In English Paper Piecing, "basting" means folding each edge inward, being consistent about which side you fold in first. (Move clockwise or counterclockwise, and stick with that decision for all six pieces.) Some people like to baste with long stitches on the back (and an extra tacking stitch at each fold). I find it's easier and faster to use a glue stick and an iron to turn and hold edges, at the ironing board. Tip tip: my favorite way to baste diamonds is to fold the sharp ends inward first. (no need to do this with the two remaining non-acute angles.)

Then go clockwise, or counter clockwise, to fold in the four edges. I went counter-clockwise in this example.
(Other people prefer not to turn in the sharp points first; they will have dog ears at each acute angle, which they can turn under later.) 

Sew the points together in groups of three. By hand, whipstitch the edges; by machine, sew from the good side, with a zigzag stitch and matching or invisible thread. I start with a middle piece, then attach a diamond to its right and its left side.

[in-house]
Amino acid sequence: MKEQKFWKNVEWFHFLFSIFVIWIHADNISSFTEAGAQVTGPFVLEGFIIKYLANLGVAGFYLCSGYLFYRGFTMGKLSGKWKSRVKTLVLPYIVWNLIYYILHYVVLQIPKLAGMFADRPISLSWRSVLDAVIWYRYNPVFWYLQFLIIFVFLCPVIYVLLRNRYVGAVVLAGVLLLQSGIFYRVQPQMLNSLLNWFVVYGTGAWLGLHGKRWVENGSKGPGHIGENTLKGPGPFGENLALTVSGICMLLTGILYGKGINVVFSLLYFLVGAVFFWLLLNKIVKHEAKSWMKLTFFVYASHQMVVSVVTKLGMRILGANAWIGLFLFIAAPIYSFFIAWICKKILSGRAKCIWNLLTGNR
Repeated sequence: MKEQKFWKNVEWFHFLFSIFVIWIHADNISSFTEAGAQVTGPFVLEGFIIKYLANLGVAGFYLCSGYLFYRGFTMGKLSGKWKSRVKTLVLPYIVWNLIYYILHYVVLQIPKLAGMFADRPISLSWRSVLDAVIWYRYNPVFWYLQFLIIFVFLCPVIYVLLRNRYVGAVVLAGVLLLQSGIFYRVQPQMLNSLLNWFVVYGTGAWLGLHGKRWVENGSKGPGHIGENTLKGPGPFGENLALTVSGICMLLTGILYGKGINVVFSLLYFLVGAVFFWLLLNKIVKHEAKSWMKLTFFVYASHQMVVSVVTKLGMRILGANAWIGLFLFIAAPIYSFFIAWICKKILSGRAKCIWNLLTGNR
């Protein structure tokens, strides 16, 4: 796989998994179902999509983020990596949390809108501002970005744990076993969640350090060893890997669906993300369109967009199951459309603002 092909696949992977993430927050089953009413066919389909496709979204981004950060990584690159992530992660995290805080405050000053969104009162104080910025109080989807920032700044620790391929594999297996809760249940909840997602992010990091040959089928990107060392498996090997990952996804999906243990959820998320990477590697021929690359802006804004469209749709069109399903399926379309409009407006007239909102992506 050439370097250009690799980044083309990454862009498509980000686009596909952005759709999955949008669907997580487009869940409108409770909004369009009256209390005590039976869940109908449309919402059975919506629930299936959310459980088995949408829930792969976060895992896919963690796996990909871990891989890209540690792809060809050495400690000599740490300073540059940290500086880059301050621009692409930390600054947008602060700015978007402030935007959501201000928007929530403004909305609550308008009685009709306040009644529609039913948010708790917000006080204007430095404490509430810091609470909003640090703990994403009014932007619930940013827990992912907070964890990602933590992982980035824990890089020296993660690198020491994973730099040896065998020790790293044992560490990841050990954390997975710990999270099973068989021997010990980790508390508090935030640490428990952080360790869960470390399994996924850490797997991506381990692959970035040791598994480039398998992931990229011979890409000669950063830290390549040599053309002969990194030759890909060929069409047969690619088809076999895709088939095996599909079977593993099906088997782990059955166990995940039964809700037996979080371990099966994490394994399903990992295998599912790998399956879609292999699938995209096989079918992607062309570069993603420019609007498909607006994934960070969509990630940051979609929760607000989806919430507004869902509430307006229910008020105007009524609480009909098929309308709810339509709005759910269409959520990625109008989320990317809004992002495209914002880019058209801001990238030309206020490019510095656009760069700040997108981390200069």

Once you have two groups of three, stitch them together along the midline. 
Now you can remove all the templates. Lay the star on top of a piece of felt. Then straight stitch, 1/8th inch from the edges, most of the way around, leaving a gap along one edge. If there are "dog ears" sticking out from the outer angles, tuck them in just before your needle reaches them.
Cut out the felt carefully, just beyond the edges of the star. Stuff, and hand- or machine-sew the gap closed. 

To learn more about the ongoing Jewish Hearts for Pittsburgh project, see photos of many more stars, and sign up, join their Facebook group, here

Sunday, November 11, 2018

An Afterlife for Vintage Embroidery Mysteries

If you're a quilter, I bet we have a happy problem in common: People bring us fabric. On the one hand, I love it. On the other, I already have too much - if I stuff their offering into my stash, it may never come out!

This problem gets even better when people bring me interesting vintage textiles. So here's one solution: Enjoy processing it immediately, then give it right back, in a form they can use.

That's what a happened a couple of months ago when my friend Marian went to a store closing sale, where she bought some fascinating embroidery fragments, each $5 or less, a price that reflected their not-great condition.

First, there were these three log cabin foundation pieced-blocks. They're silk and so frail  - some of the silk was already shattered. I think they're from the US, but let me know if you know better!